Mike Detmer (email@example.com) is the principal of Detmer Business Solutions, which provides companies in the systems integration space with easy-to-use business knowhow modules that enable functional managers to better execute key duties. During 1980s, the great Wayne Gretzky was dominating the sport of hockey and in an interview explained the secret to his remarkable success. Paying close attention was yet another winner, a man who’s propensity to drive business to new heights was just developing. Eventually, at Macworld 2007, Steve Jobs shared Gretzky’s inspiration when he said, “There’s an old Wayne Gretzky quote that I love. ‘I skate to where the puck is going to be, not where it has been.’ And we’ve always tried to do that at Apple. Since the very beginning. And we always will.”
You too, like Jobs and Gretzky, can benefit from anticipating behaviors. Understanding your customers’ preferences is paramount in today’s competitive climate. That’s why when I work with clients that seek to expand their businesses, I advise them to ascertain their customers’ opinions, desires, and problems in depth. One technique is conducting customer advisory councils. The insights developed from advisory councils virtually always lead to enhanced customer understanding. Properly interpreted, these insights enable my clients to fine-tune their value propositions and promotions for their target markets.
While organizing and conducting customer advisory council events are frequently outsourced to firms like mine, there’s no reason that you can’t conduct one on your own. Here are five pointers to consider when doing so:
1 Decide what you want to accomplish from your advisory council
Your reasons for organizing a customer advisory council should align with your company objectives. For instance, if your objective is to secure more business from homebuilders, you may want to form a builder advisory council. On the other hand, if your objective is to sell more hi-res audio through a showroom, you will probably focus on an audio enthusiast advisory council. Each has a separate objective and each council is groomed toward it.
While organizing and conducting customer advisory council events are frequently outsourced, there’s no reason that you can’t conduct one on your own.2 Determine who should participate on your advisory council
Do this by selecting participants that match your purpose. Your criteria for selecting participants should include customers involved in the segment of the market you want to address. Your builder advisory council should include those builders that address the market segment you serve or want to expand into. Likewise, your audio enthusiast advisory council would include customers that love the audio experience and understand what is important for a merchant or manufacturer of audio-related goods and services.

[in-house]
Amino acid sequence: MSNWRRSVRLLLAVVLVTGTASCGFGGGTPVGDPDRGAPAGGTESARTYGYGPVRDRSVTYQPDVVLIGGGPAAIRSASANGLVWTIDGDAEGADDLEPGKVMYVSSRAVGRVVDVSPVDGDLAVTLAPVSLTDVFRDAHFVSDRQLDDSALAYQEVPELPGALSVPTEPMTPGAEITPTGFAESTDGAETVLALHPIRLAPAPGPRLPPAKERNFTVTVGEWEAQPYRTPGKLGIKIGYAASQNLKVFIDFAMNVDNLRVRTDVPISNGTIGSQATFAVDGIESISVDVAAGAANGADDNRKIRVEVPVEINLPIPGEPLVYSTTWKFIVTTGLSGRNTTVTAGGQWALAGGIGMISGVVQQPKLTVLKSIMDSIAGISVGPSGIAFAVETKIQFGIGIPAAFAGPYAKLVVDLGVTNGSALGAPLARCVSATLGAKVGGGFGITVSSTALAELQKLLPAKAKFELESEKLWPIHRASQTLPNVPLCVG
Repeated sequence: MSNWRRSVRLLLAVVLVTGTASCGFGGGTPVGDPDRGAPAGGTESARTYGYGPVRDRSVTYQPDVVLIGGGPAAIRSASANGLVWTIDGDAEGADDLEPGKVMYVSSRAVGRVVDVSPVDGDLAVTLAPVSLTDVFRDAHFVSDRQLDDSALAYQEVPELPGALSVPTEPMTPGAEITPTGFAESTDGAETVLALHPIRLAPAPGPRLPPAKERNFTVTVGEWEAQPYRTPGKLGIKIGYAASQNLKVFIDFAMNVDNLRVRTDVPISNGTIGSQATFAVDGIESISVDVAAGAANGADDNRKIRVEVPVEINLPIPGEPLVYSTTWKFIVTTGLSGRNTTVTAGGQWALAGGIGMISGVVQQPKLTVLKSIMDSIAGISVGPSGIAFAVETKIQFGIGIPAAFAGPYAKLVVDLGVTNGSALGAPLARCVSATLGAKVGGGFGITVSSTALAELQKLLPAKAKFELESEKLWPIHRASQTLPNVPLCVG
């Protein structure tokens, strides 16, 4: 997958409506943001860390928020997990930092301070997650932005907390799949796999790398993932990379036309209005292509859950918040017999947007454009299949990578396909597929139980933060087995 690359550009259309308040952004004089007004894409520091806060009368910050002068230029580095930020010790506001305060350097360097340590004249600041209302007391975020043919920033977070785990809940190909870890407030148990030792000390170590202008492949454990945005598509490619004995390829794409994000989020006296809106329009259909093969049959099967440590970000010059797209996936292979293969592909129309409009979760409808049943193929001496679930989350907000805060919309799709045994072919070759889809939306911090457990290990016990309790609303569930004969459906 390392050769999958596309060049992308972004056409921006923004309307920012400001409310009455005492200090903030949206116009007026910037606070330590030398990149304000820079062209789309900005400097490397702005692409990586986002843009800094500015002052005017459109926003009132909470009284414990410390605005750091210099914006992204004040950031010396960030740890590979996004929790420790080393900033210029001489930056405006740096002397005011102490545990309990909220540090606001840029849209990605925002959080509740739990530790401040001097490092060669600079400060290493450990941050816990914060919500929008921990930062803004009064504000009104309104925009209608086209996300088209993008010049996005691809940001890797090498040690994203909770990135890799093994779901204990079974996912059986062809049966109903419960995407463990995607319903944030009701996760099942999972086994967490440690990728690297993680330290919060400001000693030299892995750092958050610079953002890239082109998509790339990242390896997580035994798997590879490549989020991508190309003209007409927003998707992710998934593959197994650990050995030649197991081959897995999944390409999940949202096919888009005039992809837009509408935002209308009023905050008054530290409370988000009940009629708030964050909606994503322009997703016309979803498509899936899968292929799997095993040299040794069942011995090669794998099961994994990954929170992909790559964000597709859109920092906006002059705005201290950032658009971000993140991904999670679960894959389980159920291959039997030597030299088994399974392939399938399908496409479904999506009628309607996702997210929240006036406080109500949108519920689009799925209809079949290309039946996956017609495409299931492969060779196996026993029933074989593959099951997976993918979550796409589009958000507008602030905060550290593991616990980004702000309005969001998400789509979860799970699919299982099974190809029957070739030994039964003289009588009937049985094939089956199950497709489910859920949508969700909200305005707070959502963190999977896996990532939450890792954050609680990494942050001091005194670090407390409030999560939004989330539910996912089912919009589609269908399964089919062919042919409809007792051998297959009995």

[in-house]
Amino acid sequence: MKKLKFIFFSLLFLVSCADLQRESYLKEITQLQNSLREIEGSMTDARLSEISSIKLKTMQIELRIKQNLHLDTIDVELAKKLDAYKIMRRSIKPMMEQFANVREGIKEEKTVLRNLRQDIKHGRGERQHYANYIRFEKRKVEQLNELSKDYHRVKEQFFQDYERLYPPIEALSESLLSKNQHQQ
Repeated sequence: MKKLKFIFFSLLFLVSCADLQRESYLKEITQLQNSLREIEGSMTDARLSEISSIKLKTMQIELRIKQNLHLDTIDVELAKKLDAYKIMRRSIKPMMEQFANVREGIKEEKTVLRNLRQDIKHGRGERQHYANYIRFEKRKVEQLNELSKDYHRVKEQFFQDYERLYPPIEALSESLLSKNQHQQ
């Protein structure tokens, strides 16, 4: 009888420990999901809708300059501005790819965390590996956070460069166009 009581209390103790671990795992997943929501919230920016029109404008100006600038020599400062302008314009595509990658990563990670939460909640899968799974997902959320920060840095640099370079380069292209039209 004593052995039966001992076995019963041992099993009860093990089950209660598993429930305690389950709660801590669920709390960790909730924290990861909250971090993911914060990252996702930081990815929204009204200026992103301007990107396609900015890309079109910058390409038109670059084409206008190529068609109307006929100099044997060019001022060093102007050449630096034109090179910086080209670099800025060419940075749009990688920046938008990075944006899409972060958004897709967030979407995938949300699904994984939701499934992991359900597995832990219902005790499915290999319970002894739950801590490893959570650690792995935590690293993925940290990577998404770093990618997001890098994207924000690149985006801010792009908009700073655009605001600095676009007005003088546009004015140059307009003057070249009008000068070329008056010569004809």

3 Organize your advisory council meeting for results
Script your agenda in advance. In planning the agenda, be sure to allocate time for your members to get comfortable with one another and to brainstorm on the issues that you suggest. Challenge them to help you identify criteria that are important to their segment. You might ask your builders to identify and rank the obstacles facing residential systems integrators from their perspective. Or find out from your audio enthusiasts what is most important to them as they look to upgrade their system.
4 Conduct your council event meeting with class
From the invitation to the location, choose a venue that will make your council members comfortable and feel good about sharing with you. Conduct your first meeting as an event and pay for all the expenses. Because you are asking your council members’ opinions, make the event as personal as possible. You can do this easily by having all materials organized for each individual and give everyone a commemorative plaque to recognize their participation. After the first meeting in person, you can always schedule a catch-up webinar with less glitz if you need to clarify some issues.
5 Listen, learn, and lead
Keep the meeting moving by using your agenda, but be sure to listen intently and take lots of notes. If you’re not sure about a member’s comments, lead them to revealing more details by saying, “Can you tell me more about that?” You’ll be amazed at what you learn when you do. Then conclude with a brief summary to the group and a sincere thank you to each individual participant.
It’s no secret that giving customers what they want paves the pathway to success. However, identifying the details about how to do so is where customer advisory councils come in. If you have never conducted an advisory council before, there is no time like the present. As a novice, rely on those who have done so for information or consider hiring a professional facilitator if you are not comfortable with the process.